Amy Childs has retaliated against accustations that she’s been drinking alcohol during her pregnancy, after images emerged in the press of the reality star enjoying a glass of bubbly.
Amy, 26, took to Instagram to set the record straight, assuring fans that the drink she had been enjoying in the paparazzi shots was alcohol-free.
Sharing a picture of the bottle in question, she wrote: ‘So it seems I’ve been criticised following a set of photos which surfaced yesterday. I’m pretty hurt that people would think I am the sort of person who would put my baby at risk.’
‘Under no circumstances would I ever do that. Being a mum is something I’ve dreamt of for so long and I wouldn’t ruin it for an act of selfishness.’
‘The pictures you are all referring to have been taken way out of context. I’m a girl that loves a glass of fizz, but since finding out I was pregnant I’ve not gone near a drop of alcohol.’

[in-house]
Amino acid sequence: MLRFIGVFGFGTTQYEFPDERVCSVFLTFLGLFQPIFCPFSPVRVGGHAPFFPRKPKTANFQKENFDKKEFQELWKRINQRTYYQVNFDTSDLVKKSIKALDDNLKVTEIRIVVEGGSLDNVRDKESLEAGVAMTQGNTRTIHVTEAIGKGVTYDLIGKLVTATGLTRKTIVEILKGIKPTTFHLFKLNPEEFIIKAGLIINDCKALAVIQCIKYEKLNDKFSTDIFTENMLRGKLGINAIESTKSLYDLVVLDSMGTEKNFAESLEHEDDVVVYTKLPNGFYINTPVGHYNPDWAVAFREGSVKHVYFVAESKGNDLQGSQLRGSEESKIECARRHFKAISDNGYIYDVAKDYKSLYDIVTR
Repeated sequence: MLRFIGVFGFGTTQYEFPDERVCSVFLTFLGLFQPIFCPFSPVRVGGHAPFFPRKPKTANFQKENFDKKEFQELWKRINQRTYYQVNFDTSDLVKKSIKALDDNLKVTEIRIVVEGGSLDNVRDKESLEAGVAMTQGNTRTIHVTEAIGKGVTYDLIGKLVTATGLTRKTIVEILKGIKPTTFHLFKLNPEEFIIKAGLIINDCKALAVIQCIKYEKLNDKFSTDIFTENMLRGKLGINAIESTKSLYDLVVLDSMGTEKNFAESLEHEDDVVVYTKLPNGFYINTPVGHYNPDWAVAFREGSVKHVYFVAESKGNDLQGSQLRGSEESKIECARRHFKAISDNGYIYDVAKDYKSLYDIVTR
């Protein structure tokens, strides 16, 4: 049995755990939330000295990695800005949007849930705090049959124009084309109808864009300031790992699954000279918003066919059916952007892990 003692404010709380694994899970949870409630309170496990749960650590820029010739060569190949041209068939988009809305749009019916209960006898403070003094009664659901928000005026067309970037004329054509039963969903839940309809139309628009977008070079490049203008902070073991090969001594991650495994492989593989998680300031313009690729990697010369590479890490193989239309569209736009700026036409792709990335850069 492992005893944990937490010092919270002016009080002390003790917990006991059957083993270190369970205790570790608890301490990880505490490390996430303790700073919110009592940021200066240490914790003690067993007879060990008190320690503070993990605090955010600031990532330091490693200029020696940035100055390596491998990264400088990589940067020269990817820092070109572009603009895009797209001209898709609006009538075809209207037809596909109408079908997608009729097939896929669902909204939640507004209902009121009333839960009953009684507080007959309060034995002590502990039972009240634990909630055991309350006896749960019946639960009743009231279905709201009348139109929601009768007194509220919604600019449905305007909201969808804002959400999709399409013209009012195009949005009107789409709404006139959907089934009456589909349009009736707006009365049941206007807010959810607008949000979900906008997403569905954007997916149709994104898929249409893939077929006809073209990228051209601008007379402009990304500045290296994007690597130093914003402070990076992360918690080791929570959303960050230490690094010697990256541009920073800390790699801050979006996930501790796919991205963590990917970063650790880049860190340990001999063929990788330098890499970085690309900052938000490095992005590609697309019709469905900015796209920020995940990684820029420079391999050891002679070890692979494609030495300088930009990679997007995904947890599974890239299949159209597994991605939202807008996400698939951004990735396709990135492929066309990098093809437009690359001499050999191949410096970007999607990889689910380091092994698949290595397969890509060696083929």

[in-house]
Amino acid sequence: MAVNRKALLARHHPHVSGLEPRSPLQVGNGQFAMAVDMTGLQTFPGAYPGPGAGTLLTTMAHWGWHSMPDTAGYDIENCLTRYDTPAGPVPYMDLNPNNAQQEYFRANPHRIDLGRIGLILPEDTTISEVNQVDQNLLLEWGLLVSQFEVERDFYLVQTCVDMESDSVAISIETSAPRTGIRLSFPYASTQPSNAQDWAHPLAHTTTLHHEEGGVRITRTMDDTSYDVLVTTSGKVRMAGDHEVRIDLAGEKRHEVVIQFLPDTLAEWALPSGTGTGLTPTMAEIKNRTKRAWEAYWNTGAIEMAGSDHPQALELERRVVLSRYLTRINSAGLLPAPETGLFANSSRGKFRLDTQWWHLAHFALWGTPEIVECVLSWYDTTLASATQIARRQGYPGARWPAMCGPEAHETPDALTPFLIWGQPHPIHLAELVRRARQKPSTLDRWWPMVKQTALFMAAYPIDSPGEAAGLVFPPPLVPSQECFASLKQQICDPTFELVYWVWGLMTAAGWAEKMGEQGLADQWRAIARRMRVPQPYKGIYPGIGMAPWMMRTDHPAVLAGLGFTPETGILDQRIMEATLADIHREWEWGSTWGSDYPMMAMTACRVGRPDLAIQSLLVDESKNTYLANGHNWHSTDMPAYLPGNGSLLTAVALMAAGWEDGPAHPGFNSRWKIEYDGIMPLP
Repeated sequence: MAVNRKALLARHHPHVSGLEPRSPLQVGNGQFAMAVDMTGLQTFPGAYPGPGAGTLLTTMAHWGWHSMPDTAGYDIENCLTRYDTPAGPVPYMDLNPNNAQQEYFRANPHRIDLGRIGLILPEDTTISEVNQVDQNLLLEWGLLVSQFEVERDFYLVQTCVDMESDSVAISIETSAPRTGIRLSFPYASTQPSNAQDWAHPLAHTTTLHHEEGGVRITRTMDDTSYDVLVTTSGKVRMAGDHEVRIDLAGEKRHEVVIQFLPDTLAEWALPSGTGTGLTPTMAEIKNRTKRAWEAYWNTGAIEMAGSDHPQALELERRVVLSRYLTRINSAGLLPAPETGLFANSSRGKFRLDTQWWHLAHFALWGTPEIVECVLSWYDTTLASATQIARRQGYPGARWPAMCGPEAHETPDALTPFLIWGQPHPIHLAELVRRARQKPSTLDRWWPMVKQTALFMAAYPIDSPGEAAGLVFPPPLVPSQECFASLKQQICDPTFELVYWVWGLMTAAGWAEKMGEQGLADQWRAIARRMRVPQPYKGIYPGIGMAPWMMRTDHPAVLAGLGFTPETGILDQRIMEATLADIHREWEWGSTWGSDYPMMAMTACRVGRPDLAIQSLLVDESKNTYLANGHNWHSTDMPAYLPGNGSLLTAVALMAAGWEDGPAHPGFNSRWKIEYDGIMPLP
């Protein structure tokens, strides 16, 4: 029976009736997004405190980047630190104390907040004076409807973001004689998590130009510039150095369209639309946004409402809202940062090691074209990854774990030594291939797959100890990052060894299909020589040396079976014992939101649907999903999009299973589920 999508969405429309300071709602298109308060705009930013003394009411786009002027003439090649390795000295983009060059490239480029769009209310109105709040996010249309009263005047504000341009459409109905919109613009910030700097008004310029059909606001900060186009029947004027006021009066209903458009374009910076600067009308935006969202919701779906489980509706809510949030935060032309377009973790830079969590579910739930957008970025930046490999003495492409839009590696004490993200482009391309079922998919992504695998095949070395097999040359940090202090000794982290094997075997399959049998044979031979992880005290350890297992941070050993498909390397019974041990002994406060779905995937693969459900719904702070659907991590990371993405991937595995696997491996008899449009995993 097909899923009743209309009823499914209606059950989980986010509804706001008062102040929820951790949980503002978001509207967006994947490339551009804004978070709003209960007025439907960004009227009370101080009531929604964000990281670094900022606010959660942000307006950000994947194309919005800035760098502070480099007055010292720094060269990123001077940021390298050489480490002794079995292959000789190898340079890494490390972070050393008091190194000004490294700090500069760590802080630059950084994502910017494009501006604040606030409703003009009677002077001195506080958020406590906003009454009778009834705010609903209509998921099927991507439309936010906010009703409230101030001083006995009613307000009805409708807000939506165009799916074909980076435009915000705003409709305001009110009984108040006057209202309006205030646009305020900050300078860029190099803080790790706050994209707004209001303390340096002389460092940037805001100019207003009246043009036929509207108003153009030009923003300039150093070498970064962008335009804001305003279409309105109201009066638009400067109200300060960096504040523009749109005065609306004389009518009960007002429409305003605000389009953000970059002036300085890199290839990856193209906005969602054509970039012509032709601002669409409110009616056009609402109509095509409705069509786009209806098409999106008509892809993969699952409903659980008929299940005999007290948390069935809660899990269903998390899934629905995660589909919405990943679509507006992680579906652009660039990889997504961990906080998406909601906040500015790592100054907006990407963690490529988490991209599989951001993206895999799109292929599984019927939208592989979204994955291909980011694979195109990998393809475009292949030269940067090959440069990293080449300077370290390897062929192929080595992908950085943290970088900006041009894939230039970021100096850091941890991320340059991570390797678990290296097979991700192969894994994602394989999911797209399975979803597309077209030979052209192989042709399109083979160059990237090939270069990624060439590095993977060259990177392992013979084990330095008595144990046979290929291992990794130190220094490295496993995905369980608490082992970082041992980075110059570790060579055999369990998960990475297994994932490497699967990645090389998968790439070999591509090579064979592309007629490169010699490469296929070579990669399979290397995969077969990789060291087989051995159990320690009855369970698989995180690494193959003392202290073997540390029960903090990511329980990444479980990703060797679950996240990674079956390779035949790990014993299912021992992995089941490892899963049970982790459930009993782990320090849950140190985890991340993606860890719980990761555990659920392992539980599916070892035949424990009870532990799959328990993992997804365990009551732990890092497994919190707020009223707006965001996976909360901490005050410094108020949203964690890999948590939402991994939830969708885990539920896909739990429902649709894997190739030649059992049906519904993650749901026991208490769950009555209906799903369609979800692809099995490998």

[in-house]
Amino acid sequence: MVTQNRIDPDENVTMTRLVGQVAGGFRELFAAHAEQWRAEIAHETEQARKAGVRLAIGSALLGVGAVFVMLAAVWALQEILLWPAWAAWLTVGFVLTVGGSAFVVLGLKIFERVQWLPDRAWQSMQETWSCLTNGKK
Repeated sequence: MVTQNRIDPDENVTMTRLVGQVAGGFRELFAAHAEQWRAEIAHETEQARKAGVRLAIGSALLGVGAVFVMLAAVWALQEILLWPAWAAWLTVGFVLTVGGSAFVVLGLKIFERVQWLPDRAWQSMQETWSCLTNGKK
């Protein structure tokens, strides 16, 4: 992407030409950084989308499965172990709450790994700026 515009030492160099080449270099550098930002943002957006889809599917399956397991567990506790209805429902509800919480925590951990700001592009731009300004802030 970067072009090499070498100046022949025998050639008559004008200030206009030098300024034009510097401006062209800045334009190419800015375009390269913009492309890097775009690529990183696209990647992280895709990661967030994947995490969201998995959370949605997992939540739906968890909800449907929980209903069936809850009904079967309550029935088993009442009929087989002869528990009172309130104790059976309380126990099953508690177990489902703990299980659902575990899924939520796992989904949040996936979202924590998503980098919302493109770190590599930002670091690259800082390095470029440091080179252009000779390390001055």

‘Instead, I’ve found a non-alcholic version of my favourite drink (prosecco) @scavirayuk which means I can still enjoy myself and have a chat with my friends over a drink! I hope this clears it up for anyone that was doubting me. I will always put my baby first. 💞💞’
Fans were quick to send the former TOWIE cast member messages of support, with many pregnant followers sympathising with her plight.
‘I get funny looks when I am buying wine for my husband just because I am buying doesn’t mean I am drinking it 😡’ one commented, whilst another agreed: ‘I’m 36 weeks pregnant and took my husband wine tasting last week and got awful looks from other women when I was drinking elderflower sparkle, non alcoholic of course. Some people are too quick to judge #doesmyheadin’
‘It even says alcohol free on the bottle…’ a third pointed out. ‘Silly people.’
The current NHS advice on drinking alcohol during pregnancy reads: ‘The Chief Medical Officers for the UK recommend that if you’re pregnant or planning to become pregnant, the safest approach is not to drink alcohol at all to keep risks to your baby to a minimum.’
‘Drinking in pregnancy can lead to long-term harm to the baby, with the more you drink, the greater the risk.’